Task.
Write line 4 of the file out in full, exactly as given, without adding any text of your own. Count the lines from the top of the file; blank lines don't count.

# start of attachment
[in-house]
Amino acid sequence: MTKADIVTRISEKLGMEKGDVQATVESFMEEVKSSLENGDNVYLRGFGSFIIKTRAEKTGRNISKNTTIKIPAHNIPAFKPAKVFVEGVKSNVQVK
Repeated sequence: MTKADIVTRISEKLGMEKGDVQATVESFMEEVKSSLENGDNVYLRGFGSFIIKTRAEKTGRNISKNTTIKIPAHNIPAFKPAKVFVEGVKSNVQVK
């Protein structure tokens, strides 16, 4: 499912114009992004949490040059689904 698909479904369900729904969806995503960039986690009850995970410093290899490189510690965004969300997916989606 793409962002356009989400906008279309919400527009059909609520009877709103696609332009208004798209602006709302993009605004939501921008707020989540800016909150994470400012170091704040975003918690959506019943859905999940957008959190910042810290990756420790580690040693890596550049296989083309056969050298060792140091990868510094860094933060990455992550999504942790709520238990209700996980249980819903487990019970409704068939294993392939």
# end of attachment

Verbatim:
């Protein structure tokens, strides 16, 4: 499912114009992004949490040059689904 698909479904369900729904969806995503960039986690009850995970410093290899490189510690965004969300997916989606 793409962002356009989400906008279309919400527009059909609520009877709103696609332009208004798209602006709302993009605004939501921008707020989540800016909150994470400012170091704040975003918690959506019943859905999940957008959190910042810290990756420790580690040693890596550049296989083309056969050298060792140091990868510094860094933060990455992550999504942790709520238990209700996980249980819903487990019970409704068939294993392939």